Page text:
Friday, May 28, 2010

Starting design of Operation ΜΗΝΙΣ: a potentially cool idea


Over the next year, I'm going to have the pleasure of developing an online version of the course I've always considered my favorite to teach: CAMS 1101 Greek Civilization, in which I get to tell my students the amazing story of how Western Civilization discovered the questions that still obsess us--above all, the question of ἀρετή arete ("excellence"). Simply put, that question is more or less just "What does it mean to be a good person?"

Now, though, I get to design it as a practomime from the ground up, and I think I've just had a wonderful idea for the framing:

The Demiurge recruits the students as operatives in Project ΑΡΧΑΙΑ in the usual way (cryptic e-mails on the course's web-site saying that their services have been commandeered to save Western Civilization yada yada yada). In order to reach the mission objectives of knowledge and skill necessary to brief the world about Greek cvilization (including sub-objectives of reading ancient Greek), the Demiurge has coded the following practomimetic simulation into the TSTT:

It's the lead-up to the trial of Socrates, and operatives are inserted into Athenians who could be called on to be jurors. In order to make the best possible decision about his guilt and his penalty, they must learn everything they can about how Socrates ended up on trial (which is, when told correctly, a story that goes back to the Bronze Age), and what the consequences of the trial have been for Western Civilization.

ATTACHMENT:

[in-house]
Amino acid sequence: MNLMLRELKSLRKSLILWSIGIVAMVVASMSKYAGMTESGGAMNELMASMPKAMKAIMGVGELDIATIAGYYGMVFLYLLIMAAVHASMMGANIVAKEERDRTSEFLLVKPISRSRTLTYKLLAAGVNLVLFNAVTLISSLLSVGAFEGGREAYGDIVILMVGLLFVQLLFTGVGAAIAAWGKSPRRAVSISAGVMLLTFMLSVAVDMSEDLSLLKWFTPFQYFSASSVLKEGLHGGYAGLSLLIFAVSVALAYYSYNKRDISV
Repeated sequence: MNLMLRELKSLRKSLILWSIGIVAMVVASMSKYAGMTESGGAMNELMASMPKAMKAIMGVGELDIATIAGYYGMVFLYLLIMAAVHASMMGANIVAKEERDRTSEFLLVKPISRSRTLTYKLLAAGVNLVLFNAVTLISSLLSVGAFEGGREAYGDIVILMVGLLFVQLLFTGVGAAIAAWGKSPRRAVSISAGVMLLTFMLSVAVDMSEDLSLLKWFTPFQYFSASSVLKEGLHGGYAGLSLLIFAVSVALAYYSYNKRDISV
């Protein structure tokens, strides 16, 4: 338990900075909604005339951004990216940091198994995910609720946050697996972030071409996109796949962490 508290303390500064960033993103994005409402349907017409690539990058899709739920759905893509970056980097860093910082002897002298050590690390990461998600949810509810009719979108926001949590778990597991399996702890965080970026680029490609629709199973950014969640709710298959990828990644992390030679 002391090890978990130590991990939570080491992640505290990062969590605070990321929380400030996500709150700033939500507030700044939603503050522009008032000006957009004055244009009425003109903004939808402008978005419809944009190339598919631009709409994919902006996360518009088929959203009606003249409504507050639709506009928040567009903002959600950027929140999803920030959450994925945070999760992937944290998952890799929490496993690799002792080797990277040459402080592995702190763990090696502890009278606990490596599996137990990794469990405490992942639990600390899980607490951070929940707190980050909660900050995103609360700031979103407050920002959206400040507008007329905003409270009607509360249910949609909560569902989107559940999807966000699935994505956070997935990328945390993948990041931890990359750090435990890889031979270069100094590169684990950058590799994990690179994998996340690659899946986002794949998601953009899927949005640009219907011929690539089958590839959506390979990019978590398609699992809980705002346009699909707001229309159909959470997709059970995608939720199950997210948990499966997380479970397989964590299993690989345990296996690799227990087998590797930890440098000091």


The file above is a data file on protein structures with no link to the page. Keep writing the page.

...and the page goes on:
Operatives travel via the TSTT to the agora of Athens in the spring of 399BCE. They must find the answers to the questions put to them by the Demiurge and brief him on those answers, questions like, "What does Achilles mean to Athens?"

In order to complete this task (here's where the "activities" and "assessments" come in): they must gain certification on the TSTT through Challenges in the form of multiple-choice quizzes; they must heighten their particular skills through Ancient/Modern-Interweave Skill-Practice Exercises (AMISPE's); they must power-up the TSTT through Imaginative Text Analysis (ITA), including reference to features of the ancient Greek that demands developing skill in reading that language; they must carry-out Practomime once in the Demiurge's TSTT-simulation, and provide him with Briefings (in disguise as exam essays).

Oh, and did I mention they're going to have to learn the beginning level of ancient Greek to do that?

Thinking about the coming design process energizes me in a way that I have to say nothing else in my professional life ever has: the lessons learned from ΚΤΗΜΑ, FABULA AMORIS, and ΚΛΕΟΣ are going to let me have a real go at convincing the world that game-based learning is a fantastic way to teach anything. And as a special bonus, my students and I are going to engage this world-beating material more deeply and immersively than we ever have before.